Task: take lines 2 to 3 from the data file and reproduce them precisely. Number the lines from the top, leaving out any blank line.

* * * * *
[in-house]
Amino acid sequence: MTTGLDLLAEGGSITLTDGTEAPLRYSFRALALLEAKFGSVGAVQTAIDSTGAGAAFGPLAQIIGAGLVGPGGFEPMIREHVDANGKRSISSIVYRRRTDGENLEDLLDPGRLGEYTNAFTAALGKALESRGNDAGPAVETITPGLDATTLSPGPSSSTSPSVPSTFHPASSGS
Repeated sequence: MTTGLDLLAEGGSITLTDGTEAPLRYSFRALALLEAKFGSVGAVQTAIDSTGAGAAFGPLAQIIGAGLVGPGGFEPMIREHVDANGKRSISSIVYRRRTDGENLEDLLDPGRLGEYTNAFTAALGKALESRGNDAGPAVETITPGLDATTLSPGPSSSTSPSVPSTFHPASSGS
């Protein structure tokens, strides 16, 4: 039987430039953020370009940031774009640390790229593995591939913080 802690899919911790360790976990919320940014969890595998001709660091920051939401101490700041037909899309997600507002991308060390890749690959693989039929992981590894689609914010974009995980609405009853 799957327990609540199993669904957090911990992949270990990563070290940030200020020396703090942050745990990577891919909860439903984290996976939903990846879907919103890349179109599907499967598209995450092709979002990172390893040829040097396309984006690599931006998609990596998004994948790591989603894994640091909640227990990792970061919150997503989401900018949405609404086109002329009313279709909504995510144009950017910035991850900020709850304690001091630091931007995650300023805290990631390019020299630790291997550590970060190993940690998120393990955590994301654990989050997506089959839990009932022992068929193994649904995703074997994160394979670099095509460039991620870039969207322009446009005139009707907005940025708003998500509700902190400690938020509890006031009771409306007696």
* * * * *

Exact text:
Amino acid sequence: MTTGLDLLAEGGSITLTDGTEAPLRYSFRALALLEAKFGSVGAVQTAIDSTGAGAAFGPLAQIIGAGLVGPGGFEPMIREHVDANGKRSISSIVYRRRTDGENLEDLLDPGRLGEYTNAFTAALGKALESRGNDAGPAVETITPGLDATTLSPGPSSSTSPSVPSTFHPASSGS
Repeated sequence: MTTGLDLLAEGGSITLTDGTEAPLRYSFRALALLEAKFGSVGAVQTAIDSTGAGAAFGPLAQIIGAGLVGPGGFEPMIREHVDANGKRSISSIVYRRRTDGENLEDLLDPGRLGEYTNAFTAALGKALESRGNDAGPAVETITPGLDATTLSPGPSSSTSPSVPSTFHPASSGS